The opinion of the court was delivered by: ROBERT W. SWEET
The Defendants, all members of the Board of Directors of the Confreries de la Chaine des Rotisseurs, Ltd. ("La Chaine")
have moved to dismiss the claims of the Plaintiffs, all members and former members of La Chaine,
of malicious prosecution, abuse of process, and violation of their rights under the First and Fourteenth Amendments, pursuant to Rule 12(b)(6) of the Federal Rules of Civil Procedure for failure to state a claim. For the reasons given below, the Defendants' motion is hereby granted.
On a motion to dismiss, the facts are alleged by the Plaintiffs are assumed to be true, Easton v. Sundram, 947 F.2d 1011, 1014 (2d Cir. 1991), cert. denied, 118 L. Ed. 2d 548, 112 S. Ct. 1943 (1992), and as set forth below do not represent any findings of fact by this Court.
La Chaine is a non-profit corporation organized under the laws of New York to promote, foster and encourage the culinary arts. "Rotisseur" means cook (or more precisely "roaster") in French, and the organization itself is an affiliate of a culinary "confrerie" in France of the same name.
La Chaine's national chapters (known as "Balliages") are divided up by geographic region, each of which is presided over by a Regional Bailli. La Chaine's Board of Directions, accordingly, is comprised of individuals who reside all over the country; in this action, the Plaintiffs are domiciled in Florida and Washington, and the defendants are domiciled in California, New York, Texas, Georgia, New Jersey, Louisiana, and Illinois.
On October 20, 1989, the Board of Directors of La Chaine appointed a committee to redraft and amend the by-laws of the institution. Plaintiff Robert Cuillo ("Cuillo") was one of the four Directors of La Chaine appointed to this committee; the other three, Doyle Rogers ("Rogers"), Joseph M. Girard ("Girard"), and Jules I. Epstein ("Epstein"), have been named as Defendants in this lawsuit. The Committee drew up a revised set of by-laws, but only over the objections of Cuillo.
When the Committee reported that the revised by-laws were ready, Cuillo requested that Girard not circulate the new by-laws. Cuillo believed these were not in compliance with the New York Not-for-Profit Corporation law, since they permitted only existing Directors, not the general membership, to vote for the election of the Board of Directors at La Chaine's annual meeting. After Girard refused to halt the circulation of the new draft, Cuillo called Larry Shupnick ("Shupnick"), acting National President of La Chaine, to ask him not to distribute the by-laws to the Board. When Shupnick failed to respond, Cuillo and the other Plaintiffs circulated a letter on November 22, 1989, to the general members of La Chaine advising all of the alleged deficiencies in the revised by-laws.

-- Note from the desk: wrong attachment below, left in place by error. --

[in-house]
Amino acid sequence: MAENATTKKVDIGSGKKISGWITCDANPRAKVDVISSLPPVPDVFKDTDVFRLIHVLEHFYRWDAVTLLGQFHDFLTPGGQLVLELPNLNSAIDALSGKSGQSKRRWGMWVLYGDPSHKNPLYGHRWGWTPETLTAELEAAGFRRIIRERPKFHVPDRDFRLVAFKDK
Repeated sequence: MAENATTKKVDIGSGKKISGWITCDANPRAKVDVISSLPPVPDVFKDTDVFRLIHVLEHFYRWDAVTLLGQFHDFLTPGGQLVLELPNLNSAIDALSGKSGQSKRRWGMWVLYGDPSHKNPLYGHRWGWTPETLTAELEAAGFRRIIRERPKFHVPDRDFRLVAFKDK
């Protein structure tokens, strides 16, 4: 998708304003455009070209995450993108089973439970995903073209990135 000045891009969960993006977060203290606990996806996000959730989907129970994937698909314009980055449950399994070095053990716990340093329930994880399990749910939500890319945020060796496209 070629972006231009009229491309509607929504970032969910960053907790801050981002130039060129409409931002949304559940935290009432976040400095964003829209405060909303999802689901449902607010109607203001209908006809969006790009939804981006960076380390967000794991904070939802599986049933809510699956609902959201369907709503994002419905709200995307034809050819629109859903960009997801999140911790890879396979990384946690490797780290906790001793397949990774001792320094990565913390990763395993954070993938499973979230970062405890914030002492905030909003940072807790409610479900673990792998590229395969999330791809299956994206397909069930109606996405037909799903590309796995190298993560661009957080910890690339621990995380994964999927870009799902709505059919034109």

The Plaintiffs objected to the composition of the review committee (especially since it included Rogers, who had been on the original committee which drafted the new by-laws), and concluded that any application for reinstatement through it would be futile. Instead, on April 11, 1990, the Plaintiffs instituted an Article 78 proceeding in New York to review the process by which they were expelled and to mandate their reinstatement. They named as defendants the individual members of the Board of Directors of La Chaine, including Shupnick, Girard, Rogers, and Epstein. The Defendants served an Answer and Counterclaims on January 16, 1990, which included causes of action for malicious prosecution, abuse of process, and defamation.
The Plaintiffs moved to dismiss the counterclaims, which was granted by an order dated July 3, 1990, from Justice Saxe. He dismissed the Defendants' action for malicious prosecution on the grounds that the underlying action had not yet been decided in favor of the Defendants. He dismissed the action for abuse of process on the grounds that the Defendants could not show that process had been abused or used for any ulterior purpose. He dismissed the defamation claim on the grounds that the Plaintiffs' letter to the general membership of La Chaine dated November 22, 1989, was an expression of mere opinion made in the context of a political dispute. Finally, the order reinstated the Plaintiffs with full rights and privileges pursuant to their Article 78 petition. Over a year later, in the spring of 1992, Plaintiffs then filed this action in Federal court alleging in turn malicious prosecution, abuse of process, and violation of their constitutional rights on the part of the Defendants.
In their Answering Affidavit in Opposition to Defendant's Motion to Dismiss, the Plaintiffs consent to the dismissal of their first cause of action (malicious prosecution), on the grounds that it is time-barred by the one-year ...